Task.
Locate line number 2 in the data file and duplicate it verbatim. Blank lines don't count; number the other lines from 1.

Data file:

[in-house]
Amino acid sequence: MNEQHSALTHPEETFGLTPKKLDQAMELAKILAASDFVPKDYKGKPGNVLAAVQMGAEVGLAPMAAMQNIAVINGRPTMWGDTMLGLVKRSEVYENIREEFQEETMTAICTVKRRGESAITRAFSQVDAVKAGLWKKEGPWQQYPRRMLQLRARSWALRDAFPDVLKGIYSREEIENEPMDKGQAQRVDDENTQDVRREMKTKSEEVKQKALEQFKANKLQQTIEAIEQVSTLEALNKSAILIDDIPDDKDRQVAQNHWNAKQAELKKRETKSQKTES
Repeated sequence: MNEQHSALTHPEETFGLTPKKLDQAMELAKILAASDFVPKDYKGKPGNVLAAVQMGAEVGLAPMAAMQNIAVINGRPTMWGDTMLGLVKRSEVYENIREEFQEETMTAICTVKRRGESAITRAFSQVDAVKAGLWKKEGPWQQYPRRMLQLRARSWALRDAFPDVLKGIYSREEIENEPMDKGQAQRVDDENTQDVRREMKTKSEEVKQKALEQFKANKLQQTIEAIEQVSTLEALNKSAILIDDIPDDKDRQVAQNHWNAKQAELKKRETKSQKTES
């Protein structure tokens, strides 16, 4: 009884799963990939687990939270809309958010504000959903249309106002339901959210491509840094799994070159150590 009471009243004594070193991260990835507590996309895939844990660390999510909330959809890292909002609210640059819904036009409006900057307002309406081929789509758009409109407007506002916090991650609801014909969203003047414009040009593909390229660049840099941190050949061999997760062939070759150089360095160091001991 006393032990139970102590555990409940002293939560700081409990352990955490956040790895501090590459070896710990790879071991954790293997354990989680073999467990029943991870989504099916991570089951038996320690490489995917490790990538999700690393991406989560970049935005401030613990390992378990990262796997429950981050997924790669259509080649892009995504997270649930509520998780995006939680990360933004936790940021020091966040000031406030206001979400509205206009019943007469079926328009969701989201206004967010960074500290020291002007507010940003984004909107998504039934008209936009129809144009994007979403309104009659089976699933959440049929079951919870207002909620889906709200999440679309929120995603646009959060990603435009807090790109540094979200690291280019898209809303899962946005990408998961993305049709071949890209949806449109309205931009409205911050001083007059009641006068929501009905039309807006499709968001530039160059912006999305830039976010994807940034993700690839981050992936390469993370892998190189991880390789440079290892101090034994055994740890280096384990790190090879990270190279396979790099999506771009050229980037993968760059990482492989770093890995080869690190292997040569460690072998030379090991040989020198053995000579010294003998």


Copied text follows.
Amino acid sequence: MNEQHSALTHPEETFGLTPKKLDQAMELAKILAASDFVPKDYKGKPGNVLAAVQMGAEVGLAPMAAMQNIAVINGRPTMWGDTMLGLVKRSEVYENIREEFQEETMTAICTVKRRGESAITRAFSQVDAVKAGLWKKEGPWQQYPRRMLQLRARSWALRDAFPDVLKGIYSREEIENEPMDKGQAQRVDDENTQDVRREMKTKSEEVKQKALEQFKANKLQQTIEAIEQVSTLEALNKSAILIDDIPDDKDRQVAQNHWNAKQAELKKRETKSQKTES